Sally Gould loved books from a young age, but never considered writing them. While she was busy getting up to the mischief that teenagers get up to, she forgot about books all together. Then total insanity took hold and she became a corporate lawyer. Fortunately, she had two sons and they inspired her to write stories for children. Of course, her oldest son is responsible, logical, studious, considerate, grateful and even makes his bed. The youngest one is only interested in having fun – lots of it. And, except for his teachers, he makes everyone laugh. Their antics have inspired many of Sally’s stories. Sally lives in Melbourne, Australia with her family and two dogs – Pebbles, who is sensible, and Jade, who just wants to have fun.
Contact Sally Gould:
Synopsis: Not everyone has a furry beast for a best friend. But Freddie does. Tug loved Freddie so much he gave his life for him, then came back to life and left the boy with three mysterious gifts. Now Freddie’s determined to find Tug … but to do so, he must first discover the secrets of the gifts.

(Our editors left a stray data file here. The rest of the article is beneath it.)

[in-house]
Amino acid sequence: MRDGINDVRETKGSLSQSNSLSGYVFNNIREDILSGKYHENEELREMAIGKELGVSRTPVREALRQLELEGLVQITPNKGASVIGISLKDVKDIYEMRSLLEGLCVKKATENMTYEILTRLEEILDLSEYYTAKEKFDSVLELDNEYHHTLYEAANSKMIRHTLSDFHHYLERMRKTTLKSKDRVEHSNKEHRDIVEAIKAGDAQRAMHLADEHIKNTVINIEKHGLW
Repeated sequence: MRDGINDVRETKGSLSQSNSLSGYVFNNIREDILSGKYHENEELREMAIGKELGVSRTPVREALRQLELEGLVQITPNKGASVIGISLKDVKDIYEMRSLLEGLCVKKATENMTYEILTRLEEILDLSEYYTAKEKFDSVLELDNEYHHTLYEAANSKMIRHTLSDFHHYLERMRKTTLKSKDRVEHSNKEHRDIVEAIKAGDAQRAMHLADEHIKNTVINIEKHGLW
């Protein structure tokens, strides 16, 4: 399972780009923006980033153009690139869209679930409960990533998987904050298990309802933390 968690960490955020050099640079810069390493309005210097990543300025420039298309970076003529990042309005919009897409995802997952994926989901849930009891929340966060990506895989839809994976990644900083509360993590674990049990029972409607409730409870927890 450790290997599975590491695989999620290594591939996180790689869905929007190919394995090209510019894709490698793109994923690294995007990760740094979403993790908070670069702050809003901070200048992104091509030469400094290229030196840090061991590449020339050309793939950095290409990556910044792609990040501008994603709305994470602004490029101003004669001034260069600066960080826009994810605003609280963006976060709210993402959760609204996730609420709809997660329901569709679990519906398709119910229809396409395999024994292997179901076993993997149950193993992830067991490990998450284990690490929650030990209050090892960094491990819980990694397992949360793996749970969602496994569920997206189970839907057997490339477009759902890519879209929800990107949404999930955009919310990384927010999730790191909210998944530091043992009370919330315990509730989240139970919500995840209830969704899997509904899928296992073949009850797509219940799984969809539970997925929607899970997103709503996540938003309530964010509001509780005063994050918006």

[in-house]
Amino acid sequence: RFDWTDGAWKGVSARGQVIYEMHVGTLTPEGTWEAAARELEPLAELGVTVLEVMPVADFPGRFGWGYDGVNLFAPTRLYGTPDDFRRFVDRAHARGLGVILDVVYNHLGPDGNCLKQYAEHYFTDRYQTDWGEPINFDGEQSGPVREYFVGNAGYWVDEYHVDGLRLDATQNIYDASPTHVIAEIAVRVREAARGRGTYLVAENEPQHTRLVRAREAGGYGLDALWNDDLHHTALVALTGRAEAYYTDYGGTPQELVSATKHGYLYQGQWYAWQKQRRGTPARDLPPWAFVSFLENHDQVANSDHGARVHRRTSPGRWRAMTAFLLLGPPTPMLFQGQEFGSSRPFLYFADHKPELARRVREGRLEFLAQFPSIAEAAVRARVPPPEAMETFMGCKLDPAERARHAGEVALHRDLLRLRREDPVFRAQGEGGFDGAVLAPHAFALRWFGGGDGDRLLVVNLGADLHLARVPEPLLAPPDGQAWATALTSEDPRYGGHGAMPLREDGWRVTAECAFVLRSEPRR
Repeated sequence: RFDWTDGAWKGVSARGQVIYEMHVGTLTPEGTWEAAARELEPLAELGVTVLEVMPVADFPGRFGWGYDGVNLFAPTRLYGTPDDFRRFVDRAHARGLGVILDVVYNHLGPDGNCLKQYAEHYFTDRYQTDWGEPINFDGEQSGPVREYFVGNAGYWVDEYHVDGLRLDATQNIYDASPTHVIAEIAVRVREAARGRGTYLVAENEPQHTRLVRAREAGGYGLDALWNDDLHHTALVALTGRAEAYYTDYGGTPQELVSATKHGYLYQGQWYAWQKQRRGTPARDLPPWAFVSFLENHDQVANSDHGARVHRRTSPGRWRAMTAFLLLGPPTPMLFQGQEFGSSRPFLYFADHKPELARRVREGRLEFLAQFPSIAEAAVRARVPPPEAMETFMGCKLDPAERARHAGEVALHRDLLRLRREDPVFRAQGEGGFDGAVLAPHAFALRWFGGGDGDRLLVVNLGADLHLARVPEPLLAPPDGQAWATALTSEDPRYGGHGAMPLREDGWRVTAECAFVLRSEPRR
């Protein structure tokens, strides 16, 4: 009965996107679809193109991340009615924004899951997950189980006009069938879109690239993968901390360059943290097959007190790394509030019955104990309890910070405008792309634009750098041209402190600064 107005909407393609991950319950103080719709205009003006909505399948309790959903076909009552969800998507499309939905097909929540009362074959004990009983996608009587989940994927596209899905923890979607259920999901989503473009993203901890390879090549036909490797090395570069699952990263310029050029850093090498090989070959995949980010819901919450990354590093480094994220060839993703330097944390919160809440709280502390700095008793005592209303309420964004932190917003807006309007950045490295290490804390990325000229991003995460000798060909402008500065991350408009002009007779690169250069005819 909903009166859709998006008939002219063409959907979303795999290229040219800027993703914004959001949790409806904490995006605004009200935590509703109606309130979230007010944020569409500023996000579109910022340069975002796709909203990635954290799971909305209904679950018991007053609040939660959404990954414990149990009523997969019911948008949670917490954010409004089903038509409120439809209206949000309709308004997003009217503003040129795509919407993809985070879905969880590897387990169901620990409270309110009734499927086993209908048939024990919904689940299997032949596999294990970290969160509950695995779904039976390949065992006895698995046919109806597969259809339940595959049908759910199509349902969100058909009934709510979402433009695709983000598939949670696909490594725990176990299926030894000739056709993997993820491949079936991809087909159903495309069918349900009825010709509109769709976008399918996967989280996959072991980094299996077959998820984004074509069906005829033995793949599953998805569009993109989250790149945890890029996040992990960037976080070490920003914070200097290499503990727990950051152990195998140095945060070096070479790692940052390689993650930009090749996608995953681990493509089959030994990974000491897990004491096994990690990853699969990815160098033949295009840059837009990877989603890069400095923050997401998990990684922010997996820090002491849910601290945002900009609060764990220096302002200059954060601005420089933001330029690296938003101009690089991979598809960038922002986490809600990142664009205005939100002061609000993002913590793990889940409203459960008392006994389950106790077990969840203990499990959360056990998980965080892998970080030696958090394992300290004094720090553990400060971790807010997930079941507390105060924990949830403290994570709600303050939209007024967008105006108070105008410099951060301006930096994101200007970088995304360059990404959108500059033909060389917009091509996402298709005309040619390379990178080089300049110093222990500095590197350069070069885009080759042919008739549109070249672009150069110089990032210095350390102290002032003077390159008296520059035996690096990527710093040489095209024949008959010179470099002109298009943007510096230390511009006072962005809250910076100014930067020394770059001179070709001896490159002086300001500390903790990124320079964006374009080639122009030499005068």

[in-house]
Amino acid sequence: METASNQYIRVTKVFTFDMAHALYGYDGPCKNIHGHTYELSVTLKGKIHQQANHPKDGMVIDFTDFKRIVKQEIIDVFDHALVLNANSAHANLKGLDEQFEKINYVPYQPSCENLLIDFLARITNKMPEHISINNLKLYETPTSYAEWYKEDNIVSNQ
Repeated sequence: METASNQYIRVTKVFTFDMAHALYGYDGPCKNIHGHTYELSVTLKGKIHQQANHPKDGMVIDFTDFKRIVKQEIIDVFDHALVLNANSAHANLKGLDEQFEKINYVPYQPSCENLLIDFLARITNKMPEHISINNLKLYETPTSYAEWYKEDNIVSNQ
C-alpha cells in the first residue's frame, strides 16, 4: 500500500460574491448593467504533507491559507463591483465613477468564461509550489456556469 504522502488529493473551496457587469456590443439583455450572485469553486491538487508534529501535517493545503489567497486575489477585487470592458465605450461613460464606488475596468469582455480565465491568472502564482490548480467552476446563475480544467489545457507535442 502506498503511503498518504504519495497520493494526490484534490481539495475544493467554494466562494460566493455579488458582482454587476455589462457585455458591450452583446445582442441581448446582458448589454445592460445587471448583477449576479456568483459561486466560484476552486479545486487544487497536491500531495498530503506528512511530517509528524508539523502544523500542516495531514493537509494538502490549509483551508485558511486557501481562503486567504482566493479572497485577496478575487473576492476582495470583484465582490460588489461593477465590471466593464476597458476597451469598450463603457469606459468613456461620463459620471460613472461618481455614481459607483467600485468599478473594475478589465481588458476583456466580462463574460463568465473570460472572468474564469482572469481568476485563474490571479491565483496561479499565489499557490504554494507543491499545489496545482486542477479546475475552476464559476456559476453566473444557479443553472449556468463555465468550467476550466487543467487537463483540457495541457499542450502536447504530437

Cottonmouth and the End is the conclusion to the story of Freddie and his journey. Yellowthroat is still with him. The dark land he has entered will again test him, and he meets Menson the Deceiver again. In this book the parallel to the Gospel is much clearer than in the first two, but the story can still be enjoyed without adding religious dogma to the interpretation. It is a story of spiritual growth and moral. It shows us that there is nothing to be feared in the dark other than our own mind. Tug the King of the Great Blue makes a grand Aslanic entrance back into the story after Freddie has faced his final trials. All loose ties are tied up in the ending, I know where Freddie is going, I know where his parents are and I have a feeling of completion.
Again, the illustrations are great, but simplistic, and they are accompanying the words rather than drawing all the attention.